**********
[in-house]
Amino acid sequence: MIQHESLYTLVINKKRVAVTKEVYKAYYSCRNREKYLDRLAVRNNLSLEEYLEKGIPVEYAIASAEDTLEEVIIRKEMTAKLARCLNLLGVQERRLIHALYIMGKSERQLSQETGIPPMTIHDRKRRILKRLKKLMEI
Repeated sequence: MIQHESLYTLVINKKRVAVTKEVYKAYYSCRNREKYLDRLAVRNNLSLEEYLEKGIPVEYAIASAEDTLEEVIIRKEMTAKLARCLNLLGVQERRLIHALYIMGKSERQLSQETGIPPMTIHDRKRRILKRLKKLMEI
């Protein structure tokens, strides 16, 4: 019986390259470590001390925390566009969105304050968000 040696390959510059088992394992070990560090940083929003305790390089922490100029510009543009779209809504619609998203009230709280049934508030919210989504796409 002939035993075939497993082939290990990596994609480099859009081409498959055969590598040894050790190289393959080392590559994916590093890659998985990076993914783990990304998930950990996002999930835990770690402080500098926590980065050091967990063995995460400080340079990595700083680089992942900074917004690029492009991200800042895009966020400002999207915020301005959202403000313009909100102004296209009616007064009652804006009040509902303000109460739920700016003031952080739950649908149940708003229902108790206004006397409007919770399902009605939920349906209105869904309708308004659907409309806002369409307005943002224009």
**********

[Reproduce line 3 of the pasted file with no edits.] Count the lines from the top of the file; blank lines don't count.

Repeated sequence: MIQHESLYTLVINKKRVAVTKEVYKAYYSCRNREKYLDRLAVRNNLSLEEYLEKGIPVEYAIASAEDTLEEVIIRKEMTAKLARCLNLLGVQERRLIHALYIMGKSERQLSQETGIPPMTIHDRKRRILKRLKKLMEI